The next few days will bring freezing weather to many parts of the country, and with that comes the need for extra care and attention for horses, donkeys, ponies, mules, and any other outdoor animals.As the temperatures decrease, a horse’s feed requirements increase. Allowing horses free choice to good quality forage (hay) is the surest way to ensure that they consume enough energy, and the process of digesting forage will actually produce heat. Horses will typically consume 2 to 2.5% of their body weight in forage each day; that would be 25 pounds per day for a 1,000 pound horse. Winter pasture alone will not provide enough forage to sustain a horse and, therefore, must be supplemented with hay and/or grain.
The growing season some parts of the nation had last year produced overly stemmy or fibrous hay with a lower digestibility. As a result, making certain that horses are supplemented with grain when fed lower quality hay will help them maintain body weight and condition, a key factor in withstanding cold temperatures.
Constant access to clean, fresh water at 35 to 50°F is an absolute necessity to keeping horses healthy. This can be achieved via heated tanks or buckets, or by filling a tank, letting it freeze, cutting an access hole in the frozen surface, and then always filling the tank to below the level of the hole from that point on. This provides a self-insulating function and will typically keep the water below from freezing. Regardless of the method you choose, it’s important to check tanks frequently to ensure your horse’s water remains free of ice.
Additional ways to keep horses comfortable in cold weather include making sure they have access to shelter. A well-bedded, three-sided shed facing south or east will typically provide adequate protection from wind and snow, as can appropriate bluffs or treed areas.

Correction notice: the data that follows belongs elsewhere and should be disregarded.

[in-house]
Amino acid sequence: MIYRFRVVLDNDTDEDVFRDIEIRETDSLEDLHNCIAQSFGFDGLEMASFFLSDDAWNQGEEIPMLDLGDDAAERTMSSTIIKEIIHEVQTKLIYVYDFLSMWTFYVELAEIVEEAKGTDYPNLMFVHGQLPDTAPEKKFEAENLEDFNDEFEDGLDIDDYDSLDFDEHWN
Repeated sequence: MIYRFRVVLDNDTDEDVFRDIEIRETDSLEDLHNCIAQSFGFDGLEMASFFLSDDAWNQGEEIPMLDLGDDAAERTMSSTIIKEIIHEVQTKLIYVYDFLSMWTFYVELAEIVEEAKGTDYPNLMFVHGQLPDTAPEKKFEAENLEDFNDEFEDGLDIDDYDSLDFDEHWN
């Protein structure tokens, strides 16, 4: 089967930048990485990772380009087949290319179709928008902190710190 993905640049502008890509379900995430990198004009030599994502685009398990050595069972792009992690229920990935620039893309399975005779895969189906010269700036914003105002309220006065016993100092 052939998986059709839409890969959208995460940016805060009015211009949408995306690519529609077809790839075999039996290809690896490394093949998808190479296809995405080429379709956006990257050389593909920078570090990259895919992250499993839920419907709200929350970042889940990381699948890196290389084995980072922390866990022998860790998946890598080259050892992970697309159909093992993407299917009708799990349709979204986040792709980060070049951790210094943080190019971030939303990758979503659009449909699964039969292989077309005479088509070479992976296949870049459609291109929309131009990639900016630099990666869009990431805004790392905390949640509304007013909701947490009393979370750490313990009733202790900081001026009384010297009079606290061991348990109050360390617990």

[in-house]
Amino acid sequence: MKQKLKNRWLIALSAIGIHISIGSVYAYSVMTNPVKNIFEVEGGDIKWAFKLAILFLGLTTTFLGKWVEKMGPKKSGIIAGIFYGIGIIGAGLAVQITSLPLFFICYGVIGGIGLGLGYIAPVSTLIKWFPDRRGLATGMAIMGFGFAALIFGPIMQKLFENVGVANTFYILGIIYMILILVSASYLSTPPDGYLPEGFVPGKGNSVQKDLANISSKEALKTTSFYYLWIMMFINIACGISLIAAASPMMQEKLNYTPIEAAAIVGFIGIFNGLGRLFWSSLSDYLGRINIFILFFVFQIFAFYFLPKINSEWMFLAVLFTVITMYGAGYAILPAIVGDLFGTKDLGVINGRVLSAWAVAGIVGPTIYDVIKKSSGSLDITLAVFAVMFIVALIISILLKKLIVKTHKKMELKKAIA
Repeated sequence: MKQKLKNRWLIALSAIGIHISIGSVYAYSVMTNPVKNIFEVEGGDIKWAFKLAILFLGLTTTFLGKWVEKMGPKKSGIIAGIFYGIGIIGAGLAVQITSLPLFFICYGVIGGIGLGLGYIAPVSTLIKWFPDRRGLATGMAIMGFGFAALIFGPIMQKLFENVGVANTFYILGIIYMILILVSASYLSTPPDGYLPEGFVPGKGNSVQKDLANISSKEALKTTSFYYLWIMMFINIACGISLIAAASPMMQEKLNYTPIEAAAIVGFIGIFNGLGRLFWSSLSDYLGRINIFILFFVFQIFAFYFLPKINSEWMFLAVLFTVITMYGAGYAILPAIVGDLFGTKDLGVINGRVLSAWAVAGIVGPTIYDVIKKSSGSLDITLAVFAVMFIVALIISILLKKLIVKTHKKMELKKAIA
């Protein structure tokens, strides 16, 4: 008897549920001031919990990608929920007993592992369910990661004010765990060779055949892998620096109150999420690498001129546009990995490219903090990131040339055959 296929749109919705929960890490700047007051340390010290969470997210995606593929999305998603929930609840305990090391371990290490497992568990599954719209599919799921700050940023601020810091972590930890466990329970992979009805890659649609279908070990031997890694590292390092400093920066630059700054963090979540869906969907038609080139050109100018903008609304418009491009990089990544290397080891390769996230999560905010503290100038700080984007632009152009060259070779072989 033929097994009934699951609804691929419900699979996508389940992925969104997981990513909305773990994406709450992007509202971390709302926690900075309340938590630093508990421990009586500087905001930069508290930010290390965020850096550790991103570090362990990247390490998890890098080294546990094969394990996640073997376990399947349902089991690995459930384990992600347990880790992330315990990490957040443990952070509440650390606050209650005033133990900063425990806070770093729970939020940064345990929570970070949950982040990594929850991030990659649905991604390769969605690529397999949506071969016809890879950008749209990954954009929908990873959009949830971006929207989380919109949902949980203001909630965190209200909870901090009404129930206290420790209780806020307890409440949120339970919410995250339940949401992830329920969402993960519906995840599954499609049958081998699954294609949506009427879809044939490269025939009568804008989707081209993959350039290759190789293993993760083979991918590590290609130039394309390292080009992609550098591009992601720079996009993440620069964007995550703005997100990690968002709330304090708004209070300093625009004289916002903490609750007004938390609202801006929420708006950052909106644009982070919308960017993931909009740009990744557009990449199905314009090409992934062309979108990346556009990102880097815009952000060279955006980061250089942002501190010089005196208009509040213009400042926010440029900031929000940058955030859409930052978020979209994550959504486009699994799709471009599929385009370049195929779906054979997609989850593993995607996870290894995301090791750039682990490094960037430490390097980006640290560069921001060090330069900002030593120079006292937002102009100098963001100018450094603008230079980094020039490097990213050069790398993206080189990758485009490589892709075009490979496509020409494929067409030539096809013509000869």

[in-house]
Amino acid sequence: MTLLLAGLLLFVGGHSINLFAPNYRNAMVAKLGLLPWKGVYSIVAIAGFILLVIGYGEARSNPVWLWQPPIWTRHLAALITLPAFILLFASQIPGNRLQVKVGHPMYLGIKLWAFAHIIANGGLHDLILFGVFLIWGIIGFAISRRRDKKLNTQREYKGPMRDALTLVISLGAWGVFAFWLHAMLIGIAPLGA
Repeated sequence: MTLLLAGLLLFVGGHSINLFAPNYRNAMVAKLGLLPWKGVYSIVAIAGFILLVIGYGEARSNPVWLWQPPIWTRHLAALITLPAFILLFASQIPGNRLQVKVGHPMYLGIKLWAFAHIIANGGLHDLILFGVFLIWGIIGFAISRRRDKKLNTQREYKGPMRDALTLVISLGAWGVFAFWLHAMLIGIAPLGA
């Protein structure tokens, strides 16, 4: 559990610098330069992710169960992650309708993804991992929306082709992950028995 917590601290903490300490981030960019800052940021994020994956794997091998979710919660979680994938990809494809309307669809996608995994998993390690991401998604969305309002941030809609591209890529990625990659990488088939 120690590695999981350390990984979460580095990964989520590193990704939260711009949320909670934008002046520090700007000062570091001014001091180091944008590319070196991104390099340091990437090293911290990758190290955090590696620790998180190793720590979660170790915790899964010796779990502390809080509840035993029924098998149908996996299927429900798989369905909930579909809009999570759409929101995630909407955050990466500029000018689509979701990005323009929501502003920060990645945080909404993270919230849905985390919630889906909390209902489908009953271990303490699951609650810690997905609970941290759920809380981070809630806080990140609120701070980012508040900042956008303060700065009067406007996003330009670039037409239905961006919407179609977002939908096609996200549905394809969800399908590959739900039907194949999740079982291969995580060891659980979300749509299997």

When the temperatures get colder, mature horses will not typically move around much in an effort to conserve energy. Making an attempt to keep hay, shelter, and water fairly close together can limit the energy expenditure required, thus conserving body condition.
And, finally, keeping horses at a body condition score of 5 or 6 (on a 9-point scale) will help prevent surprises when horses shed their winter hair in the spring, and improve conception rates for those choosing to breed.
There are few things in the news that affect horsemen more than reading about yet another barn fire in which multiple horses have perished.
More so than from other tragedies, I find myself physically as well as emotionally affected by these stories. As the horses usually have absolutely no chance of escaping, I think it is probably the horse owner’s worst nightmare.
Emotions aside, in my job as a professional electrician, I am mindful that many of these fires are caused by faulty electrical wiring or fixtures. Over the year,s I have borne witness to my share of potential and actual hazards. Designing a barn’s electrical system to today’s codes and standards is a topic for another day. For today, let’s address what we can do to make the existing horse barn safer.
I can’t cite statistics or studies, but my own experience shows the main safety issues that I am exposed to fall into three general categories:
Using extension cords in place of permanent wiring
Exposed lamps in lighting fixtures, and
Overloading of branch circuits.
The first item I am addressing is extension cords.
I am often asked how extension cords can be UL-listed and sold if they are inherently unsafe. The answer is that cords are not unsafe when used as intended, but become so when used in place of permanent wiring.